Castlebrae High to become Edinburgh Festival venue

EIF director Fergus Linehan with Castlebrae Community High School pupils. Picture: TSPL

One of Scotland’s once closure-threatened schools will be turned into a fully-fledged venue for the Edinburgh International Festival to mark its 70th anniversary in 2017.

Director Fergus Linehan has unveiled plans to expand his event to Castlebrae Community High, in the capital’s Craigmillar area.

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He revealed students at the school - which is in the midst of a three-year partnership with the festival - would be involved in the running of the venue next summer.

Castlebrae would be the first out-of-town site to be developed by the festival since Mr Linehan since took charge of the EIF in 2015.

The school was almost closed down by the city council three years ago due to poor exam results, truancy and exclusion rates before a last-minute reprieve after a campaign by parents. The new venue is being planned as part of a strategy to get more young people involved in the festival, through the programming of shows aimed at families and schoolchildren.

Another new EIF innovation being launched this year is the creation of an official “festival jury” made up of young people who will come up with their own criteria for categories to honour shows at the festival.

Last year Mr Linehan warned that the future success of the festival was dependent on the presence of the arts in the classroom in Edinburgh.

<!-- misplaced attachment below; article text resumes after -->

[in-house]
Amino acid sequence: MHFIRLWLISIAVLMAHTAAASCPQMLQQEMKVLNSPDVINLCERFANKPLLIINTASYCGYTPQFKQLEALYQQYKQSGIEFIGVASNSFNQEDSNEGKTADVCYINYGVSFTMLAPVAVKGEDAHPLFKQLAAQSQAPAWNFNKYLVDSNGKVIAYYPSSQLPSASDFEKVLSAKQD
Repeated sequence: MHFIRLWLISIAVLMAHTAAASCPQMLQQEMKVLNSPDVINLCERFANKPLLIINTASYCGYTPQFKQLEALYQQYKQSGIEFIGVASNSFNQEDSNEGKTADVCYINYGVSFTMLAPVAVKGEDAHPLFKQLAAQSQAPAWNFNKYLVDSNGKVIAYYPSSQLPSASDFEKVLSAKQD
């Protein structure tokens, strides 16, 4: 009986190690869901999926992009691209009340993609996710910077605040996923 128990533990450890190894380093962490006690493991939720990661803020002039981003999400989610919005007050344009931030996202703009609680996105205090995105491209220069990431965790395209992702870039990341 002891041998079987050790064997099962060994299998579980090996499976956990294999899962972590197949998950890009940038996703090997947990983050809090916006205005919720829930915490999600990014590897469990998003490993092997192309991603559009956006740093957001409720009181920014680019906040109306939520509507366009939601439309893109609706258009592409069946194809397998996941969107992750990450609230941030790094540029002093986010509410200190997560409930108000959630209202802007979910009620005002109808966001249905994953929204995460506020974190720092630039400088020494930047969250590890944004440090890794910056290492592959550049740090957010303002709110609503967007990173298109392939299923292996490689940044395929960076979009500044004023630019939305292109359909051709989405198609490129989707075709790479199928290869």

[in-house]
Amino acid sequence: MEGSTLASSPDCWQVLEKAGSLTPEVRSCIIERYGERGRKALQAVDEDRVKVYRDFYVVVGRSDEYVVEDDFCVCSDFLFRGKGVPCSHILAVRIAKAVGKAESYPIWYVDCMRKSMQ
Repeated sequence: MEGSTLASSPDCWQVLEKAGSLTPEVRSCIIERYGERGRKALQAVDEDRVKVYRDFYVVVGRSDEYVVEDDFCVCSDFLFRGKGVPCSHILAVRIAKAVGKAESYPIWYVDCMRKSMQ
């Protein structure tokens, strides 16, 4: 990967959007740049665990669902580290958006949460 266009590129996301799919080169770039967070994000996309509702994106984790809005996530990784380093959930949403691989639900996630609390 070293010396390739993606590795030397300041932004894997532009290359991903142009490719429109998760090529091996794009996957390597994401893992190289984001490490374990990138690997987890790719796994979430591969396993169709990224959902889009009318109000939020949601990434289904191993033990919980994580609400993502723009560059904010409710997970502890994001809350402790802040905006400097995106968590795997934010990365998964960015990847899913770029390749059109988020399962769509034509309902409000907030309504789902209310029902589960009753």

The link-up with Castlebrae, announced by the festival just over a year ago, has already seen special events staged for pupils at the school and at the EIF headquarters at The Hub on the Royal Mile.

Some pupils are benefiting from a work experience and mentoring programme, as well as getting the chance to attend some of the festival’s most sought-after events.

Broadway star Alan Cumming, one of the most high-profile acts in this year’s line-up, is due to give a special talk to students and staff at Castlebrae in August.

Mr Linehan said: “The project with Castlebrae has been going fantastically well. It operates on several levels.

“We’ve ran workshops for them, we held their prom at The Hub, we’ve been running professional development projects and we’ve been bringing people who are interested to shows. We’re working closer and closer with them.

“There are a couple of spaces at the school which we’re planning to use in 2017, but the idea is that we will work with the students over the course of the year so that they basically create and run the venue. We’re thinking of it as just the same as any other fully-fledged venue. We want it to be there for the whole festival next year.”